When CBD is administered orally, some of the compound can be destroyed in our stomachs. However, when bound to the proper carrier or agent, the bioavailability of CBD is believed to be increased over standard oral ingestion. Even with improved bioavailability, you may often see gel capsules and syrups measured in higher doses. This is just to be sure that an appropriate daily amount is actually being absorbed. Delivery methods such as gel caps work extremely well for the individual who wants to use CBD on a daily basis with the simplicity of taking a pill, one to two times daily. Using syrup is close to the same, with the exception that you can get some sublingual absorption, which increases the speed of effectiveness. For that reason, syrups can be taken as needed or on a daily basis. If you are looking for an as needed or rapid delivery method, sublingual administration, such as with oil drops, has been found to be the fastest. You not only get a quick bioavailability, but also, you don’t face the degradation of the CBD as seen through typical oral administration. For this reason, you will see the CBD Drops at lower concentrations. Sublingual administration is a great option from a bioavailability standpoint, but isn’t as practical to maintain continuous levels over a period. Even so, many people are coming to like the CDB Drops and their effectiveness; you just need to take them 2-3 times per day. The most unique delivery of CBD to date is definitely the transdermal patch. The DREEM CBD patch delivers a consistent flow of CBD nutrients into the blood stream over a 24-36 hour period of time with maximum absorption and bio-availability. The transdermal delivery of this patch was actually designed and patented for pharmaceutical use and has had its delivery rates scientifically measured.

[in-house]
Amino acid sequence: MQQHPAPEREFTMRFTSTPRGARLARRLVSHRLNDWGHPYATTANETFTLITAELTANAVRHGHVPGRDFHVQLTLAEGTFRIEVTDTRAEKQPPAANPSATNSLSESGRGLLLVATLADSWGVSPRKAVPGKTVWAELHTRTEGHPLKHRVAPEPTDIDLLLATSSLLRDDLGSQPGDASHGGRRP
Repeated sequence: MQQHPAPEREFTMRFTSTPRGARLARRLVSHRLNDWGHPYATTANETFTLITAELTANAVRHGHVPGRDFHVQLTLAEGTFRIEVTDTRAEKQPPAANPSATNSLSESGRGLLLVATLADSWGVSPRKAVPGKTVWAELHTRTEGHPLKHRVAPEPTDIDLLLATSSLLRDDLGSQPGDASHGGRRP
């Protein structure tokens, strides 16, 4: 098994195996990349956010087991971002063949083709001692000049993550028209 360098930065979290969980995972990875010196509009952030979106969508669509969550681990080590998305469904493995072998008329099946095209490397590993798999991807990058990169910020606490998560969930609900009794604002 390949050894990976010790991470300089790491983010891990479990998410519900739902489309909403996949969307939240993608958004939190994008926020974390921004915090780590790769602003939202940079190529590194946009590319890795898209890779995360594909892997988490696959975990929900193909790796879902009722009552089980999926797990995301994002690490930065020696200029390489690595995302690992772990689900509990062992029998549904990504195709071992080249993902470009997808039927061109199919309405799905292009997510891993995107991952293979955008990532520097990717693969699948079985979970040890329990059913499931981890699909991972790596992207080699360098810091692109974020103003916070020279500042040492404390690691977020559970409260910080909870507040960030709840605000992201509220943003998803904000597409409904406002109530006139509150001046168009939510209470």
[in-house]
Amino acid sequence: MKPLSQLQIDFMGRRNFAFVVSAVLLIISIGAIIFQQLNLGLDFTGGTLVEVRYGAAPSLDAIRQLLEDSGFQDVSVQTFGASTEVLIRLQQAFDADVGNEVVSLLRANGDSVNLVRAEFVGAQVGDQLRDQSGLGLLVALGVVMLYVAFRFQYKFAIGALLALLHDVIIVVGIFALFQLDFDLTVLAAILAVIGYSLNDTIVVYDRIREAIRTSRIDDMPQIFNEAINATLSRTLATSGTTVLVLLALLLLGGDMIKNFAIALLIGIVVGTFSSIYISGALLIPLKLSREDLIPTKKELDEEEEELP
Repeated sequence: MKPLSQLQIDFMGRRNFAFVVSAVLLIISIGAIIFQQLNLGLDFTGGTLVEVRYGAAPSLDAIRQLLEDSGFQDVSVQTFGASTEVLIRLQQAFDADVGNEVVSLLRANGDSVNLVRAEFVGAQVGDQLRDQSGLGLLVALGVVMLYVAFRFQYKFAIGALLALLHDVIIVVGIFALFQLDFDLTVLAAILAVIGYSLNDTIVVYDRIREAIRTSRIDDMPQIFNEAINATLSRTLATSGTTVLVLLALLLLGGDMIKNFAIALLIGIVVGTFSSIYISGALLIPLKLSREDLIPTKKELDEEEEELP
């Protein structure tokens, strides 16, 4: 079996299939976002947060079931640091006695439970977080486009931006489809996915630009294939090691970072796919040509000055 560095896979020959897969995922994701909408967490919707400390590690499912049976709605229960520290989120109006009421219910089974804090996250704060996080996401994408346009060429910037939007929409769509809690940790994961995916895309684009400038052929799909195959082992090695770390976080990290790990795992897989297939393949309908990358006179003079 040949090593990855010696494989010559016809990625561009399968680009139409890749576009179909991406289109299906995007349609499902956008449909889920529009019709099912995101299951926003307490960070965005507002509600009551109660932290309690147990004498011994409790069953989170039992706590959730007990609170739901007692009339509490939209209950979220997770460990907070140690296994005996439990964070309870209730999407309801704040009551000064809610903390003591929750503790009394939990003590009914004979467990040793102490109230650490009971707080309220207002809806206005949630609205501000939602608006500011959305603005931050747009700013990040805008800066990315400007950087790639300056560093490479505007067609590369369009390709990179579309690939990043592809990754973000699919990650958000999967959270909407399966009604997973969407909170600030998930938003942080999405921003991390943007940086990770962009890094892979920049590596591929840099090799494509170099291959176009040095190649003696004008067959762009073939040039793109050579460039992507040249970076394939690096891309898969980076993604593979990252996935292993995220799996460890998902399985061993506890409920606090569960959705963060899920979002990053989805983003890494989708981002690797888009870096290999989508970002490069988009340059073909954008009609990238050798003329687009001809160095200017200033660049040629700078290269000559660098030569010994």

At the end of the day, all of the above mentioned delivery methods can work just as well as the next; you just need to educate yourself on the different rates of delivery and decide which one, or combination of multiple best fits your personal needs. From my personal experience, I like having one product that provides a more continuous delivery, while having a second one that is rapid into the system that I can add in as needed, especially pre or post workout. With this hybrid approach, you’re getting a sustained foundation of CBD into your body, with a boost just before a workout with the goal of reduced inflammation with increased training intensity and duration. The patches are perfect for individuals like me, who are always on the move and like the convenience of a single patch that lasts over 24 hours. For these reasons, the patches certainly have my personal recommendation. You can also take advantage of the thermogenic effects of CBD, but we’ll save that for another article.

Conclusion

After taking a step back and looking at this article, I’ve realized that an entire book could probably be written on this particular subject. There are so many studies out there that support the conclusion that CBD can enhance post-workout recovery. CBD is very well known for its immunomodulatory and healing properties, so, it should come as no surprise that it could have the same positive effect on your body after a workout.